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  • Writer's pictureAlessandro Vitelli

The CDM and the Paris Agreement

About a decade ago, the market for Certified Emissions Reductions (CERs) was ploughing a furrow either side of €12.50, daily trading volume on ICE Futures occasionally topped 1 million tonnes, and EU installations were busy accumulating their full quota of UN offsets for compliance use in the EU ETS.

Today, we’re counting down the days – around 35 – until the last futures contract rolls off ICE and we’re left with a month or so of spot trading before the boom finally comes down on the story of CERs in the EU ETS.

The spot price today is €0.38, just 1.5% of the heady levels of 2008.

To be sure, there are still a few compliance markets where you can use CERs: Colombia and South Africa’s carbon tax regimes will accept some CERs as payment, the new CORSIA market will accept certain CERs, but in general there’s not much of a market out there compared to the potential size of the CDM.

A lot of Clean Development Mechanism projects have de-registered from the CDM and are now supplying Chinese CERs, or voluntary offsets under Verra or the Gold Standard. Others simply have stopped monitoring, reporting and verifying their reductions and are not seeking issuance of CERs.

In short, the CDM is a bit of a zombie market. UNFCCC data shows that just 2.054 billion CERs have been issued, but analysts suggest that as many as four times as much *could* have been issued had demand not fallen away.

The problem is that the future of the CDM has been uncertain for many, many years. At the 2012 COP in Doha, the UNFCCC agreed to extend the Kyoto Protocol for a second commitment period from 2013 to 2020.

But even as early as then it was already becoming clear that whatever followed Kyoto would have to be more encompassing, and that Kyoto's extension to 2020 was really just a holding exercise, waiting for countries to reach a larger deal.

Ratification of the Doha Amendment to the Kyoto Protocol by countries was a slow business, and it wasn’t until October 2020 (!) that 147 countries formally ratified it and Kyoto’s second period took effect. (Remember, the Paris Agreement took less than a year to enter into force.)

This means – at least technically – that Kyoto Annex I Parties will have to account for their emissions over the period 2013-2020, Assigned Amount Units (AAUs) will be issued and Parties will have to surrender AAUs (or CERs and Emission Reduction Units) covering their total emissions.

However, any CER that would be used for “Kyoto 2” compliance would have to have been issued before the end of 2020, so that all reductions would have happened “in-phase”.

The other significant unknown is the Paris Agreement. I’m sure you know that under Article 6 of the 2015 treaty, there is a possibility that the CDM, or at least parts of it, could be transferred into a new Article 6.4 “mechanism”.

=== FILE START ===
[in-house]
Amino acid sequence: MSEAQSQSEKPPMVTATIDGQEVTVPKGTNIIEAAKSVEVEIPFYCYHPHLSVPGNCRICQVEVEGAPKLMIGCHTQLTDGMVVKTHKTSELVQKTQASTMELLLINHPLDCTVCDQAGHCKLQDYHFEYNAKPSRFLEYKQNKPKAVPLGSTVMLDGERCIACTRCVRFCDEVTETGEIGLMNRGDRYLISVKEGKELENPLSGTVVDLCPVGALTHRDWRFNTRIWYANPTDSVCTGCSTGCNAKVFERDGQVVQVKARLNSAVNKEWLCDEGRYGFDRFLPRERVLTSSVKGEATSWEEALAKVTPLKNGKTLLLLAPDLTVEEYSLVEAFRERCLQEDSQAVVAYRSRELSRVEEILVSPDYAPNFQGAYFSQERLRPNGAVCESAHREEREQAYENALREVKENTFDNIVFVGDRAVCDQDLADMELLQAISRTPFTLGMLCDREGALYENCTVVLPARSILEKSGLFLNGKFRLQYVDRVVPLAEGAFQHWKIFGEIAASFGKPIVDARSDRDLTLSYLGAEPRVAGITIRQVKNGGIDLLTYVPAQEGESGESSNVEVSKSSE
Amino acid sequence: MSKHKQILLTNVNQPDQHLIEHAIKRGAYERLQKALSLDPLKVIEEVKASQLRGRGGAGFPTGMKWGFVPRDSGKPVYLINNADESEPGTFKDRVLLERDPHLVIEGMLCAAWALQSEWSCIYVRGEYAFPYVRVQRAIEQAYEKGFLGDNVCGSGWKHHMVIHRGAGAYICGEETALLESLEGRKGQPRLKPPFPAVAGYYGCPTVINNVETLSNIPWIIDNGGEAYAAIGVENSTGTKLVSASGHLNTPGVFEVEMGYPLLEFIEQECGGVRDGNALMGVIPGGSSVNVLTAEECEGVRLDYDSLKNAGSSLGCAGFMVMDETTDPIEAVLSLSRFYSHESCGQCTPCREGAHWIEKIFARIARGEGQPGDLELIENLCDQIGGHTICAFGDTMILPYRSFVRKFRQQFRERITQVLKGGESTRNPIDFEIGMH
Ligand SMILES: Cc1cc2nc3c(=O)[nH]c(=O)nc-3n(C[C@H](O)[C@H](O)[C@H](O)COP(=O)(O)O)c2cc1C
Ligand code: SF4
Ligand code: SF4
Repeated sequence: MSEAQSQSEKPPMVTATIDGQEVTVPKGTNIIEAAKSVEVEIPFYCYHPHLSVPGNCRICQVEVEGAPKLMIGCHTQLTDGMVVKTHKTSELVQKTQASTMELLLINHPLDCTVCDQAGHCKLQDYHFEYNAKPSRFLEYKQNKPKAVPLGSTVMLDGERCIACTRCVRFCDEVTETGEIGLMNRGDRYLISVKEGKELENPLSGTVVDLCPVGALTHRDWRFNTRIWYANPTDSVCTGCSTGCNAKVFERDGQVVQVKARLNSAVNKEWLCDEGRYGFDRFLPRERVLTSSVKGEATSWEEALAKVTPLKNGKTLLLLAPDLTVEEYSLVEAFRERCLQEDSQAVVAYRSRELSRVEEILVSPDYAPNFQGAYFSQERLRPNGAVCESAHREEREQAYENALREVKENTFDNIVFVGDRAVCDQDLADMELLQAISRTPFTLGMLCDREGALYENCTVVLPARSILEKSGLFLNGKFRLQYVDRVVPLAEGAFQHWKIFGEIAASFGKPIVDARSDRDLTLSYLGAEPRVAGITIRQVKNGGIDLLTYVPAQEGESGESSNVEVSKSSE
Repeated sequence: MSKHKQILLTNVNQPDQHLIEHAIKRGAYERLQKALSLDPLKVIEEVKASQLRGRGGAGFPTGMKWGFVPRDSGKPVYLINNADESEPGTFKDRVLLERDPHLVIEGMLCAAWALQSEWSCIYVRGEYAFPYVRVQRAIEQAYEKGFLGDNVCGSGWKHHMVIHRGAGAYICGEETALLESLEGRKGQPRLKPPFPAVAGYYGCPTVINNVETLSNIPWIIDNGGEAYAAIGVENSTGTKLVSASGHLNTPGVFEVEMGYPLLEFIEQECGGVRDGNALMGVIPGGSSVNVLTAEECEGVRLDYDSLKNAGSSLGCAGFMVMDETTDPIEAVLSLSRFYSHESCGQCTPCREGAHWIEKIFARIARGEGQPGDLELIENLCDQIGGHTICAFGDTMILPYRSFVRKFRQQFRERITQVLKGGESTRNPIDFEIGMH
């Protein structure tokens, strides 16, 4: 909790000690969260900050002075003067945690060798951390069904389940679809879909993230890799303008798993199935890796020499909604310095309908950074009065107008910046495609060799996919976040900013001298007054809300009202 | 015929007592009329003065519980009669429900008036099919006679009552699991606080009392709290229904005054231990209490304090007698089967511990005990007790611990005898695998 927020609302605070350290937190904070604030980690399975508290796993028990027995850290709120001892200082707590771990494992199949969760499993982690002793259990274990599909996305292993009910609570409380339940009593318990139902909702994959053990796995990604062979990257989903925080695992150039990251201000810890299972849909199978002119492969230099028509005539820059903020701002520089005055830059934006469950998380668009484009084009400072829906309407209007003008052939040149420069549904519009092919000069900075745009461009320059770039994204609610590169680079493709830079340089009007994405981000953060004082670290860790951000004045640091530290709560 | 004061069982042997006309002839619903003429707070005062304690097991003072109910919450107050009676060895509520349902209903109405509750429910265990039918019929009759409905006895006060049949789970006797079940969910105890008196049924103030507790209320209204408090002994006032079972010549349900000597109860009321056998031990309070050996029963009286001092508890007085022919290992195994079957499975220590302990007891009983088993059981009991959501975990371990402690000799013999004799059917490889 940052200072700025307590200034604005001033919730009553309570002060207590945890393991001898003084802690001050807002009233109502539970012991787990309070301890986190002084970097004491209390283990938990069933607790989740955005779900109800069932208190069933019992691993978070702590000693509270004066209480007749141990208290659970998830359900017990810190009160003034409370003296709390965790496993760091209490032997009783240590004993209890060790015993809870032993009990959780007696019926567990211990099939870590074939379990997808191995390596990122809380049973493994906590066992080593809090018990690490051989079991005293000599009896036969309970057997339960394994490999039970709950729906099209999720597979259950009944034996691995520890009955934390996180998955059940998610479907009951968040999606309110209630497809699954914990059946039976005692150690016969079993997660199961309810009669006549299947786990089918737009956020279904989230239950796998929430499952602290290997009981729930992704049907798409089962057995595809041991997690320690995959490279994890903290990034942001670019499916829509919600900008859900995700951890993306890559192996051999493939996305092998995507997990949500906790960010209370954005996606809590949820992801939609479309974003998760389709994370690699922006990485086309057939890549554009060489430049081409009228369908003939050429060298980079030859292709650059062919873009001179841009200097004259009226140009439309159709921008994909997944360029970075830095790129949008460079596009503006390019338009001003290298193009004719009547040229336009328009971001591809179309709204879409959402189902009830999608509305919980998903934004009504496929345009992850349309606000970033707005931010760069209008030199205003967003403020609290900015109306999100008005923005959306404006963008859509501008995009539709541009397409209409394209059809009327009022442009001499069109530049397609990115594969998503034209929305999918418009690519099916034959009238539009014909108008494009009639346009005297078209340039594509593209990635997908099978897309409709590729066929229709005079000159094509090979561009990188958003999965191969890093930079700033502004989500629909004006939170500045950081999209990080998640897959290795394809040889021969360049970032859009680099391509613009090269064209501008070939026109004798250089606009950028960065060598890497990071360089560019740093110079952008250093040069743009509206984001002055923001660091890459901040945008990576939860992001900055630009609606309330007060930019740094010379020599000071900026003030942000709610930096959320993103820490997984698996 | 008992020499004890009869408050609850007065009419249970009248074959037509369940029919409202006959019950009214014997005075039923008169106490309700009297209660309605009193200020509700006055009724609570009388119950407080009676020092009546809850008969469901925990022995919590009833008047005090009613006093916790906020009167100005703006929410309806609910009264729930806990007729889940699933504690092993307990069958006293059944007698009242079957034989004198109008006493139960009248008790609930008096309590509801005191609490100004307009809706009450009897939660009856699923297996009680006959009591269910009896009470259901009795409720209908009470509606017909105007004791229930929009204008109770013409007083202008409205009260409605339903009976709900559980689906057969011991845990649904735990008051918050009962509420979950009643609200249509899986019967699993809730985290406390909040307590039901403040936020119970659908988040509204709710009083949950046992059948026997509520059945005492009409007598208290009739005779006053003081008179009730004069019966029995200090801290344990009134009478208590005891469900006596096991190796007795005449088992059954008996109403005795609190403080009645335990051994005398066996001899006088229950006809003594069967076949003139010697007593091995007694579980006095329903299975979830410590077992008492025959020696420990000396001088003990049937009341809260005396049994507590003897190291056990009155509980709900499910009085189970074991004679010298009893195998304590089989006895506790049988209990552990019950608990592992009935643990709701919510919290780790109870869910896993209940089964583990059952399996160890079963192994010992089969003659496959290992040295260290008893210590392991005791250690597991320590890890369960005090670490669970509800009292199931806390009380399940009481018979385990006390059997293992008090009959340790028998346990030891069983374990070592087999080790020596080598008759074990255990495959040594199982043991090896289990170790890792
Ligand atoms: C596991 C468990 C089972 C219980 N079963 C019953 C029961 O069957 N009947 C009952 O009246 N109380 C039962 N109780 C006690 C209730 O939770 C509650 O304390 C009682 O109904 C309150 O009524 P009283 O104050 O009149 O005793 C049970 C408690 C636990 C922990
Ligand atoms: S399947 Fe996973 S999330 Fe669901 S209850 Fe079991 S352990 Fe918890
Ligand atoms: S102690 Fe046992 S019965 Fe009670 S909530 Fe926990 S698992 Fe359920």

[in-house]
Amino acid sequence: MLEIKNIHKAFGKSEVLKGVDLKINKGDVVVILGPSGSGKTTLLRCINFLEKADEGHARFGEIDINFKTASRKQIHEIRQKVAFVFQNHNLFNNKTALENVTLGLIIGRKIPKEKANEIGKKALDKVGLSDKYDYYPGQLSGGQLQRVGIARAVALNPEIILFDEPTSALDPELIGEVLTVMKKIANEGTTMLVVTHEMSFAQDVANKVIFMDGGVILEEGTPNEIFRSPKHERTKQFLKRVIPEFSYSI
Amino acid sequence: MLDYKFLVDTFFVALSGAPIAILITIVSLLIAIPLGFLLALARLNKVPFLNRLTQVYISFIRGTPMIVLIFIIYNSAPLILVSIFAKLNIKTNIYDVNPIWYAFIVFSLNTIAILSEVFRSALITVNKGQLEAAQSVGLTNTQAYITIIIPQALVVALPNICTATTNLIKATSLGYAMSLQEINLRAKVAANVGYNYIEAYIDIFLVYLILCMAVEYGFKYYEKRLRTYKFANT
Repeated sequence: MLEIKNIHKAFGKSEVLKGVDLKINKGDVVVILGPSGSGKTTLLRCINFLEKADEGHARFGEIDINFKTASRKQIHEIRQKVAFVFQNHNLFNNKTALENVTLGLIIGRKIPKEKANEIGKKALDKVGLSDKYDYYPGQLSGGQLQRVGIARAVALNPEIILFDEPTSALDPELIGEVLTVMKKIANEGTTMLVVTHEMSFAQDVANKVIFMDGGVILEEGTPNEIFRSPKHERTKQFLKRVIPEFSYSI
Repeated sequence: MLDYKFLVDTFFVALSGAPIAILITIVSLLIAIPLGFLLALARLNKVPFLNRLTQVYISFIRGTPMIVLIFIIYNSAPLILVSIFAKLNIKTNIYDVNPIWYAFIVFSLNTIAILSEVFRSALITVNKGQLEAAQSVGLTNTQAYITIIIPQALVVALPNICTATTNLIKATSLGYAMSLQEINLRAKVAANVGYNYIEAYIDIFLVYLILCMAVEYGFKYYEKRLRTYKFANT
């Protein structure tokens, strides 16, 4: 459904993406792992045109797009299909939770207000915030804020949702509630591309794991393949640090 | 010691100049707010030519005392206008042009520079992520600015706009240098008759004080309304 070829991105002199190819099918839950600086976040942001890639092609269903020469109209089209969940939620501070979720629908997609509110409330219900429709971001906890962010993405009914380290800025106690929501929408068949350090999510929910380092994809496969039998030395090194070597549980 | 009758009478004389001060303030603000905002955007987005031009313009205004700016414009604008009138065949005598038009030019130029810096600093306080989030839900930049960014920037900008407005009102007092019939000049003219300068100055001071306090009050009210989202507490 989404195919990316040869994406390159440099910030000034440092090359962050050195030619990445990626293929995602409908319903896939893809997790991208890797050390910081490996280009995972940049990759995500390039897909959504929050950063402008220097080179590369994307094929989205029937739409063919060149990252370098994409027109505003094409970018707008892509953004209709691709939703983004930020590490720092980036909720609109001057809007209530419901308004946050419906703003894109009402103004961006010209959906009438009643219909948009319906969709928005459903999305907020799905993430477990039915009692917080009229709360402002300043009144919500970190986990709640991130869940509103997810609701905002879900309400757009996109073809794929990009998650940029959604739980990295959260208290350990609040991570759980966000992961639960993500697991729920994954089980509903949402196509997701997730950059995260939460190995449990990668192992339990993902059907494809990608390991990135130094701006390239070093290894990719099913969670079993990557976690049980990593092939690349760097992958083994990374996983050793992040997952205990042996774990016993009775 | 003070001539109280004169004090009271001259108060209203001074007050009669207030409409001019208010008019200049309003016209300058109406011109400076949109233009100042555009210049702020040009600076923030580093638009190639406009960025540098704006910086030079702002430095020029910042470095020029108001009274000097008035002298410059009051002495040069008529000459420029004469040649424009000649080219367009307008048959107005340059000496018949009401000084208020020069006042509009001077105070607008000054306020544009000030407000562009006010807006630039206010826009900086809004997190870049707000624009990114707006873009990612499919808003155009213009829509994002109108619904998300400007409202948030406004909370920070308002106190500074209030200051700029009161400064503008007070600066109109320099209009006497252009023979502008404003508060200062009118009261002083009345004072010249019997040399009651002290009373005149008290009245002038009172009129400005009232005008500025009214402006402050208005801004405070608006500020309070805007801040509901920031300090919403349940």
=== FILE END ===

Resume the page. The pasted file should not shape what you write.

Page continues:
Article 6 has proven to be a thorny issue, with countries sharply divided on how the various trading mechanisms should be constructed. I won’t go into those here, since there are very insightful analyses to be found elsewhere.

The CDM hasn’t escaped the Article 6 politics either. There are disagreements over whether CERs issued prior to 2020 should be eligible under Paris, and there will probably be differences of opinion over which project types will be allowed.

And all of this means that the CDM and all its stakeholders do not know whether the mechanism will even officially exist after 2020.

These decisions were meant to have been taken in Glasgow at last year’s postponed COP. They will be on the agenda for this year’s COP, for sure. But we’re already in 2021, the Paris era, and the CDM has no political instructions from the UNFCCC’s supreme decision-making body.

Strictly speaking, this means the CDM executive board and secretariat can’t register new projects, can’t approve re-registration of projects for a subsequent crediting period, and can’t issue CERs that represent reductions made after January 1, 2021.

There have been efforts by the executive board to find “work-arounds” that let it at least make provisional approvals and issuances, but this still doesn’t put CERs in anyone’s account.

And there’s also a larger issue at stake as well. As long as the CDM doesn’t have a clear future under Paris, then countries around the world don’t know whether they’ll have an off-the-peg crediting mechanism that will allow them to swiftly generate climate finance.

In fact, the CDM probably represents the UNFCCC’s best chance to implement a proper “mechanism” under Article 6.4. For sure, whatever supervisory body is placed in charge of the CDM would probably be some technical changes to it, but the entire structure of the Kyoto mechanism – the hundreds of methodologies, the registries, all the intellectual property that’s represented in the Secretariat and in the many private and public stakeholders – would make an Article 6.4 mechanism so much more easy to build.

By November, the CDM’s future will either have been mapped out or brought to an end.

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